The legislation passed in the 18th century by the British Parliament for the purpose of taxing and imposing shipment restrictions on sugar and molasses imported into the North American colonies from the West Indies. The acts are considered part of the Acts of Trade and Navigation, which are a series of laws passed by Great Britain through the 17th and 18th centuries to ensure profitable control of the industry and commerce of British colonies in Asia, Africa, and America. The taxation imposed by these acts is considered one of the indirect economic causes of the American Revolution. The regulation and enforcement of the acts was part of the mercantile system, the economic policy prevalent at that time in Europe.
In the 17th century and the first third of the 18th century the inhabitants of the 13 English colonies along the Atlantic seaboard imported molasses from the islands of the West Indies. The largest importers were the New England colonies, where molasses was used in the highly profitable business of manufacturing rum. Some of the West Indies, such as Barbados and Jamaica, belonged to England; others, such as Santo Domingo and Martinique, to Spain or France. The colonists bought their molasses from either the British or foreign sugar planters. In order to obtain a monopoly of the molasses trade, the British sugar planters of Barbados and Jamaica induced Parliament to tax heavily any molasses imported into the North American colonies from colonies belonging to a foreign power. In 1733 Parliament passed the Molasses Act, part of which imposed a duty of sixpence per gallon on foreign molasses. The act was designed to force the northern colonies either to buy from British planters or give up the manufacture of rum. The colonists protested unsuccessfully against the act and then ignored it, smuggling in supplies of molasses from the French and Spanish West Indies.
The smuggling trade flourished for several decades, during which time the British government made few attempts to enforce the Molasses Act. In 1764, realizing the massive loss of potential revenue, the new British prime minister George Grenville initiated a policy of strict enforcement of the customs laws, and later that year the Molasses Act was replaced by the Sugar Act. The provisions of this new act raised the duty on sugar and lowered the duty on molasses; added a duty to Madeira wine; and imposed a difficult bonding procedure to be applied to all shipped merchandise. The Sugar Act was generally enforced, although its tax was eventually lowered. [source: http://www.alomani.com/knowledge/history/us/sugar_acts.html]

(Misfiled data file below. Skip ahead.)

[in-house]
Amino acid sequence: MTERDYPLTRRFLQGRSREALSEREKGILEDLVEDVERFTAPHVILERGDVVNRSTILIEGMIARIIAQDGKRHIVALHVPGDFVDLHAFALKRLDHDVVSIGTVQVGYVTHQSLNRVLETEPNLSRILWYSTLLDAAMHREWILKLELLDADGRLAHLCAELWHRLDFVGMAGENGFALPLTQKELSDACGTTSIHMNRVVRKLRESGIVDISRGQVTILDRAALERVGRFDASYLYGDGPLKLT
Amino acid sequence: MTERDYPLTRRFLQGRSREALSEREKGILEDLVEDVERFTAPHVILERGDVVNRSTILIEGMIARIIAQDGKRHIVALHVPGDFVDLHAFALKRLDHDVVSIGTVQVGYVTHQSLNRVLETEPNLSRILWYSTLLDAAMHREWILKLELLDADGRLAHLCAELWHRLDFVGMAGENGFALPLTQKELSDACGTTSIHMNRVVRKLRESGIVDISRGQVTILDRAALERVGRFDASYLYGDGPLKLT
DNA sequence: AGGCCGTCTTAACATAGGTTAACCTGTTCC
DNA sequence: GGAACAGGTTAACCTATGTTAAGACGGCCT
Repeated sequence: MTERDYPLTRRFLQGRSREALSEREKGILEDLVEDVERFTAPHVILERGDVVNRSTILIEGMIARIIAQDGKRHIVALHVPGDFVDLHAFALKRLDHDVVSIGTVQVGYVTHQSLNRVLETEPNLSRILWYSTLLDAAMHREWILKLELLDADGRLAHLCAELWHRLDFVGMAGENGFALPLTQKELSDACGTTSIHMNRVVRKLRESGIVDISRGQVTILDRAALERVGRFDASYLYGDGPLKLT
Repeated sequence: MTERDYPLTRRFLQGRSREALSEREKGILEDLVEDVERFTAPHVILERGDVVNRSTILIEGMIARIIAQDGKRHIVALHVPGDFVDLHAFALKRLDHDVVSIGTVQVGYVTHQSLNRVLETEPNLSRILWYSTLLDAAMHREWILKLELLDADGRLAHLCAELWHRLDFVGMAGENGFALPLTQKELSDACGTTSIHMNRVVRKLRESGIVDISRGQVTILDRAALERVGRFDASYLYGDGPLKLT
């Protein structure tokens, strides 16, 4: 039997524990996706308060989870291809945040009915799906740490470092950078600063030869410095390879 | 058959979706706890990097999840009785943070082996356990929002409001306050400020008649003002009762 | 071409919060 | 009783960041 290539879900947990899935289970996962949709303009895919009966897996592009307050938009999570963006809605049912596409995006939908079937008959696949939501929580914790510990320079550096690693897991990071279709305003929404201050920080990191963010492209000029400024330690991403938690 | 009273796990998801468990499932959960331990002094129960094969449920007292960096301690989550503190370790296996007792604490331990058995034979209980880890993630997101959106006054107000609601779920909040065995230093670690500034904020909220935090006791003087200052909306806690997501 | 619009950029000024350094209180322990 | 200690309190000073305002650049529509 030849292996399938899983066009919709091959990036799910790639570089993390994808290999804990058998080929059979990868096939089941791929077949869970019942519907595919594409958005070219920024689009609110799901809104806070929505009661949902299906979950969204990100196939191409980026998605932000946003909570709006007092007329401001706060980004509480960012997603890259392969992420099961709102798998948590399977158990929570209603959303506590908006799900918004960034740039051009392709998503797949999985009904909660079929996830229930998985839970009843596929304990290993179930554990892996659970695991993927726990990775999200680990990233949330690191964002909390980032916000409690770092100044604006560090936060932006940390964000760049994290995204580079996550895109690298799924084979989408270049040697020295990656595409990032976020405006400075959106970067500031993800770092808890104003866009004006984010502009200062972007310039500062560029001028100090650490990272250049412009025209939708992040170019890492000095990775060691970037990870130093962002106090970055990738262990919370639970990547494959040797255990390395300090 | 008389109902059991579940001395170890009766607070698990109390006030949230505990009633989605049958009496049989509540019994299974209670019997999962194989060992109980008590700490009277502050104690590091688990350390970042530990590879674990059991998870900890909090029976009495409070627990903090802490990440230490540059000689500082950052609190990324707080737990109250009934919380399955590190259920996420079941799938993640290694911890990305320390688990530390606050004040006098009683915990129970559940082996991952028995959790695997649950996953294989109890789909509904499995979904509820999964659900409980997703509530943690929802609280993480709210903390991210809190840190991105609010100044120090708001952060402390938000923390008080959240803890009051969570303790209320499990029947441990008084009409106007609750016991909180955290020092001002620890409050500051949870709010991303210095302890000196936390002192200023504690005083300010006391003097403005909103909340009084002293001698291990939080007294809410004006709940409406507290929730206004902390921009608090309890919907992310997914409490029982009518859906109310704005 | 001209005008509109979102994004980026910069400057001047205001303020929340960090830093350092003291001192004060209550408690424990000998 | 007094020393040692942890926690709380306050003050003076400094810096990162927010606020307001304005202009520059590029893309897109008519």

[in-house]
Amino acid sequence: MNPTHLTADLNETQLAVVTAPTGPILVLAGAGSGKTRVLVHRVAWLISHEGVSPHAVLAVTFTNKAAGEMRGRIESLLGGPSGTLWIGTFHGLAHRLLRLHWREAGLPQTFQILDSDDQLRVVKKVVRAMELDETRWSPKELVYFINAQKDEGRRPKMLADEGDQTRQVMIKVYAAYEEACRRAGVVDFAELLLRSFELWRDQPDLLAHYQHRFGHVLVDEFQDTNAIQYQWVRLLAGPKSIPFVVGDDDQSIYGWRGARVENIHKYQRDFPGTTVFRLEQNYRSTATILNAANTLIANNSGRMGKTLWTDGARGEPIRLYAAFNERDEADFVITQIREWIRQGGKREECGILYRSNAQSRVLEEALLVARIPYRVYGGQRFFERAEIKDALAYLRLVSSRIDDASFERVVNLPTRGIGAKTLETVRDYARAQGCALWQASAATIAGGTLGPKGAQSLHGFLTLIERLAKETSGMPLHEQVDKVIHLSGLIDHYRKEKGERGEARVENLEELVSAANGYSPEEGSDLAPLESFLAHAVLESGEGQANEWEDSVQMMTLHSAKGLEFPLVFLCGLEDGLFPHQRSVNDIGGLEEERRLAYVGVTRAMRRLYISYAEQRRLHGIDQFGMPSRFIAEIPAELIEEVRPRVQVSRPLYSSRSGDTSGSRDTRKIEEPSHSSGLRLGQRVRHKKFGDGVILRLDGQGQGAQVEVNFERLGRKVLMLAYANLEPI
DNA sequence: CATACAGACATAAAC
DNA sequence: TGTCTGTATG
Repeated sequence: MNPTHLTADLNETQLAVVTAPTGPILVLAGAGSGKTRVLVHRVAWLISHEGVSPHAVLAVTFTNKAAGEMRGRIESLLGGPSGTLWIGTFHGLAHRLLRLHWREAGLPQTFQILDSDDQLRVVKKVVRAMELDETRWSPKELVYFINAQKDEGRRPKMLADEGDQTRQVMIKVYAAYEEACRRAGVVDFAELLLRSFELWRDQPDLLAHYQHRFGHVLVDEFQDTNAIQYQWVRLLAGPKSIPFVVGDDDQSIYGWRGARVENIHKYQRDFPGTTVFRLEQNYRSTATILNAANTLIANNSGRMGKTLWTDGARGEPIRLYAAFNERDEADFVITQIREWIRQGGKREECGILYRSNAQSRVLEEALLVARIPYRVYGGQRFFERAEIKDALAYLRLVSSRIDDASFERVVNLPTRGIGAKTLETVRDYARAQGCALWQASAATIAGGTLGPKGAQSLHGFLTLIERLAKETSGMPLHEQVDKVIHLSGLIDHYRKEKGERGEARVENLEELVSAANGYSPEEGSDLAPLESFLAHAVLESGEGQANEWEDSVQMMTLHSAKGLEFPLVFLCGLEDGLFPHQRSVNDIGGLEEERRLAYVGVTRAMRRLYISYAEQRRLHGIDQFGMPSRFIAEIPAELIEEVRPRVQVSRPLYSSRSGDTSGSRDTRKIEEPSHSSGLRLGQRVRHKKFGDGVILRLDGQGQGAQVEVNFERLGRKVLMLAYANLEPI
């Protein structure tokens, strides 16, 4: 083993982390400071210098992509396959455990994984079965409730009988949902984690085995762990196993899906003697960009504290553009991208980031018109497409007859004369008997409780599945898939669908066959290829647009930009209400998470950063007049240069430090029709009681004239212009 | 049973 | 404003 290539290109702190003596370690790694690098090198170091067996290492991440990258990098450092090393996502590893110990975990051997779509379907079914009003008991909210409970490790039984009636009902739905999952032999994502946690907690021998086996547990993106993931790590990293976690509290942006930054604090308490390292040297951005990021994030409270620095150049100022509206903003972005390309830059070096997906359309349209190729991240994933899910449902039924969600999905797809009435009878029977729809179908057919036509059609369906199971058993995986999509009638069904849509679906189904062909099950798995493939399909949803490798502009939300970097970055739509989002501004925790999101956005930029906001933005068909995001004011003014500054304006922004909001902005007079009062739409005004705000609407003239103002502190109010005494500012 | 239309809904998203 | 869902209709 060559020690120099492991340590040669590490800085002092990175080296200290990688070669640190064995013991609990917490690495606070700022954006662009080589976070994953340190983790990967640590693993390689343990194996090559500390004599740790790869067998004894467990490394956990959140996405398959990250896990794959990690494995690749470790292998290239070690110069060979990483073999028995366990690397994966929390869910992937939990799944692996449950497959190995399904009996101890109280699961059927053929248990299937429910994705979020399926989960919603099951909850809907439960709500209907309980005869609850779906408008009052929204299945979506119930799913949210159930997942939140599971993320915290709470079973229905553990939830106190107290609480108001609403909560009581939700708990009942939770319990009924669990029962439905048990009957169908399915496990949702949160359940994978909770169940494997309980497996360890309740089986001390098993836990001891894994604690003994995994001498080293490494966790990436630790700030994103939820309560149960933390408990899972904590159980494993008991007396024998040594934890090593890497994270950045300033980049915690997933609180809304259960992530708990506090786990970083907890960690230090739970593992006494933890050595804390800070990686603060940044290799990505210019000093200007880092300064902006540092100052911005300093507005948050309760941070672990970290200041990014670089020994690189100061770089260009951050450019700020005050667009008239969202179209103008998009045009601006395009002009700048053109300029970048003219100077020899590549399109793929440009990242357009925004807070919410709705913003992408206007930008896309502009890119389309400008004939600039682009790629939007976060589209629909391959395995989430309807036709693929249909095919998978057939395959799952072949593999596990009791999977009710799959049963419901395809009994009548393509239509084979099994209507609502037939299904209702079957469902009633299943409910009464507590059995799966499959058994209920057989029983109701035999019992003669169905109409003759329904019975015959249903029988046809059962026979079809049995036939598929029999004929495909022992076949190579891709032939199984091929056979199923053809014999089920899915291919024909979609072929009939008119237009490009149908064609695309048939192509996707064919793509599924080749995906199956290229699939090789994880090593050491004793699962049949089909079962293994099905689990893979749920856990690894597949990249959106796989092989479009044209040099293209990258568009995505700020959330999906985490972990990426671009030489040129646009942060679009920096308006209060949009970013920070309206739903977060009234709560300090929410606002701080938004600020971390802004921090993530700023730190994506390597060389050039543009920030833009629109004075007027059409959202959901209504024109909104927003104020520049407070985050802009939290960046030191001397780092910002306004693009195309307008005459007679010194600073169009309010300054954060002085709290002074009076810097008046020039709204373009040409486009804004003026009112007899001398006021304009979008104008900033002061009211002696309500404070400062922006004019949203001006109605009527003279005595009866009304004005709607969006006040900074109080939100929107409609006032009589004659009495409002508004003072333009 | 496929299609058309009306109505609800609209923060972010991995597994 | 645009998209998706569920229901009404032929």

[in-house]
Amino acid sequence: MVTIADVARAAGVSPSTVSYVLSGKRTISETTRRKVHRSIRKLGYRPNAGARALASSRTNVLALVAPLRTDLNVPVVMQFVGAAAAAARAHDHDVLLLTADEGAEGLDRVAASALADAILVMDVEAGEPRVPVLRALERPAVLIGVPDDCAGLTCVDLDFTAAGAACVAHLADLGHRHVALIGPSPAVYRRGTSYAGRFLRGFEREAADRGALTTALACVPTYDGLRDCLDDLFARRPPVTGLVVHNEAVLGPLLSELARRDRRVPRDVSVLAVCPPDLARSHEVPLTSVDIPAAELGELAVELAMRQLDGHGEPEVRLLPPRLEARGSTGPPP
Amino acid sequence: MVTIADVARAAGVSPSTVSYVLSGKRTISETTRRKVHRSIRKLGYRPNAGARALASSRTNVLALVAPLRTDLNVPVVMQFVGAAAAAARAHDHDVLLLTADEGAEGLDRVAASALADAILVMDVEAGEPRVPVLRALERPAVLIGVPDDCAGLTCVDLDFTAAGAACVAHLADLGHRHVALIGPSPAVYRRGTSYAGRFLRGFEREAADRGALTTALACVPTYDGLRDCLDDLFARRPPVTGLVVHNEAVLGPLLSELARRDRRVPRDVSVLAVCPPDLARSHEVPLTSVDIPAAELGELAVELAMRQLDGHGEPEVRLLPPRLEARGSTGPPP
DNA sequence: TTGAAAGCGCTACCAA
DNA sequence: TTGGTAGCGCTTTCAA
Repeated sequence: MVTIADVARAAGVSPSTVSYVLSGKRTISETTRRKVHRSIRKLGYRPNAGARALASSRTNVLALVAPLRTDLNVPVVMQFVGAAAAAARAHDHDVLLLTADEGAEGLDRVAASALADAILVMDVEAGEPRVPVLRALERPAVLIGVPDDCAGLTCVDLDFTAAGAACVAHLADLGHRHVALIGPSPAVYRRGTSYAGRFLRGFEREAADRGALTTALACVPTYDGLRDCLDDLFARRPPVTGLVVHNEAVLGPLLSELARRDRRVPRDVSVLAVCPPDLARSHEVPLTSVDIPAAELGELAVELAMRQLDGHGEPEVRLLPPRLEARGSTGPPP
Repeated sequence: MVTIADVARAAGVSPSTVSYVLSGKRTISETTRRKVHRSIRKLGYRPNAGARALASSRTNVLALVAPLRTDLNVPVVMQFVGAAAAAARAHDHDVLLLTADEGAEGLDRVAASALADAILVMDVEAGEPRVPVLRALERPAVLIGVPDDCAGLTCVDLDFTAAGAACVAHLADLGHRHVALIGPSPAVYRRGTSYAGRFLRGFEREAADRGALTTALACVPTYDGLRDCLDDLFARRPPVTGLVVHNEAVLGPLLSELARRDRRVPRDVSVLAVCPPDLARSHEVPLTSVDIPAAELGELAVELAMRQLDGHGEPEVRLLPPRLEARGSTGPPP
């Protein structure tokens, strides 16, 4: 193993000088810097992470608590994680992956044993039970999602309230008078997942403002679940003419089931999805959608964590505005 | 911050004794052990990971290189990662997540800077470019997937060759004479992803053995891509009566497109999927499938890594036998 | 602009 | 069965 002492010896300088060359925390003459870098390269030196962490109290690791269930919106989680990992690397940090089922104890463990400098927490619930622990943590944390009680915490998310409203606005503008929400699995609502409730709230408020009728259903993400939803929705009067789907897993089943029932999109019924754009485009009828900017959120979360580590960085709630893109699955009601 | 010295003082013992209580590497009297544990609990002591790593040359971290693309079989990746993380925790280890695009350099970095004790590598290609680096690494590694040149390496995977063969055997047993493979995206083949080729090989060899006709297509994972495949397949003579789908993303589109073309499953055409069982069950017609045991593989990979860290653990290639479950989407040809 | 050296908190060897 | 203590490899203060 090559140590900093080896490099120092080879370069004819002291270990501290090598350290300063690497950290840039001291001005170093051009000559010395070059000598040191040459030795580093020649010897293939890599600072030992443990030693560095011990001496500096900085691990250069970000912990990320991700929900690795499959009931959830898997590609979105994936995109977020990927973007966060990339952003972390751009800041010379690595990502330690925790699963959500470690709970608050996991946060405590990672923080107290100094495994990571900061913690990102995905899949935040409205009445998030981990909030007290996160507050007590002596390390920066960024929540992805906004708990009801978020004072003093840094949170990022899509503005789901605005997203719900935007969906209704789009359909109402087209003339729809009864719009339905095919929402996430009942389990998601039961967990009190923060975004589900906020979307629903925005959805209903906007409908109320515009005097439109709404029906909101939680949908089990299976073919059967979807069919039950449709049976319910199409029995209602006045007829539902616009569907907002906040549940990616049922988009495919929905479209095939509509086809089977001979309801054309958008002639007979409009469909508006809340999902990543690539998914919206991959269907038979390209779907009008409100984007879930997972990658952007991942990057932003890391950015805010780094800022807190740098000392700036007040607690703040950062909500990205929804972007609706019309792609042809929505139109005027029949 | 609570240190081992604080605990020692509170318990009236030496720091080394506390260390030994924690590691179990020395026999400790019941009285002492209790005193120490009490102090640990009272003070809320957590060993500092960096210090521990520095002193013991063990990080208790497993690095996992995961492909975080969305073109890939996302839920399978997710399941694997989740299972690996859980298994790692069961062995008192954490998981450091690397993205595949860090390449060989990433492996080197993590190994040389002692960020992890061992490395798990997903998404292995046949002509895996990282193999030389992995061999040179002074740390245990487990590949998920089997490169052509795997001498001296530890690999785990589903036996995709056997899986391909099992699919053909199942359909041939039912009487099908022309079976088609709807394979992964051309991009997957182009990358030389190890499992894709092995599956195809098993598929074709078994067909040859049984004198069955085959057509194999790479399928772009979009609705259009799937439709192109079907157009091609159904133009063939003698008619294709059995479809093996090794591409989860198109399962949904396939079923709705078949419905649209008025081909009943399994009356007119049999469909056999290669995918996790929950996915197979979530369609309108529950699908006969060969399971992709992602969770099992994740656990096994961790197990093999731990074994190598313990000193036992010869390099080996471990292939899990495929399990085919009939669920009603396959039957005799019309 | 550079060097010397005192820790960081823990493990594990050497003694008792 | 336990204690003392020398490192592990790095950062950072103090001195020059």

After the war the British government undertook a concerted effort to bring the colonies more firmly under its control. Prompted by an uprising of Native Americans led by the Ottawa chief Pontiac, the British ministry issued the Proclamation of 1763. This edict restricted European settlement to the area east of the Appalachian Mountains in order to prevent new wars with the Native American peoples of the interior.
It was followed by the Currency Act of 1764, which prohibited the colonial assemblies from using paper money as legal tender for payment of debts. Another revenue measure, the Sugar Act of 1764, lowered the duties imposed by the much-evaded Molasses Act of 1733, but sought to insure that the new tariffs would be diligently collected (see Sugar and Molasses Acts). The law placed tighter administrative controls on coastal shipping. More important, it provided that violations of the Sugar Act would be prosecuted in the vice-admiralty courts, in which cases were heard by British-appointed judges with no local juries. Another innovation was the Quartering Act of 1765, which obliged the colonial assemblies to provide housing and supplies for British troops. In addition, well-publicized discussions were taking place in London about taxing the colonies for the support of British troops in Canada and in frontier outposts. Reform of the empire was clearly underway. [source: http://www.alomani.com/knowledge/history/us/sugar_acts.html]